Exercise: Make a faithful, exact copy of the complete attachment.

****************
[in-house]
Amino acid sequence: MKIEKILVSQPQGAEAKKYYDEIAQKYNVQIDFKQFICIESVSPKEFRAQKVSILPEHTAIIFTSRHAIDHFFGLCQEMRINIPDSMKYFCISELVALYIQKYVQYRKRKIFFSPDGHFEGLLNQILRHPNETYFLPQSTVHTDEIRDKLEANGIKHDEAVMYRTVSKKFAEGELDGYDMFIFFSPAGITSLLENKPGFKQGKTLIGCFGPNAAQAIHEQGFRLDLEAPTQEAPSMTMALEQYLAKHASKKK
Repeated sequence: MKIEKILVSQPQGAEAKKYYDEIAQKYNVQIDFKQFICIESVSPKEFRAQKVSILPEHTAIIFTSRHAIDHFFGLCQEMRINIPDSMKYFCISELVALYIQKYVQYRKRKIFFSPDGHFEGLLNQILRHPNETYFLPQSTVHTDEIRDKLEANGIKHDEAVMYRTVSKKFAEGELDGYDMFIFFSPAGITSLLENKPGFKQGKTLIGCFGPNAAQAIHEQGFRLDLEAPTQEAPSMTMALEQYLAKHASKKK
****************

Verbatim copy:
[in-house]
Amino acid sequence: MKIEKILVSQPQGAEAKKYYDEIAQKYNVQIDFKQFICIESVSPKEFRAQKVSILPEHTAIIFTSRHAIDHFFGLCQEMRINIPDSMKYFCISELVALYIQKYVQYRKRKIFFSPDGHFEGLLNQILRHPNETYFLPQSTVHTDEIRDKLEANGIKHDEAVMYRTVSKKFAEGELDGYDMFIFFSPAGITSLLENKPGFKQGKTLIGCFGPNAAQAIHEQGFRLDLEAPTQEAPSMTMALEQYLAKHASKKK
Repeated sequence: MKIEKILVSQPQGAEAKKYYDEIAQKYNVQIDFKQFICIESVSPKEFRAQKVSILPEHTAIIFTSRHAIDHFFGLCQEMRINIPDSMKYFCISELVALYIQKYVQYRKRKIFFSPDGHFEGLLNQILRHPNETYFLPQSTVHTDEIRDKLEANGIKHDEAVMYRTVSKKFAEGELDGYDMFIFFSPAGITSLLENKPGFKQGKTLIGCFGPNAAQAIHEQGFRLDLEAPTQEAPSMTMALEQYLAKHASKKK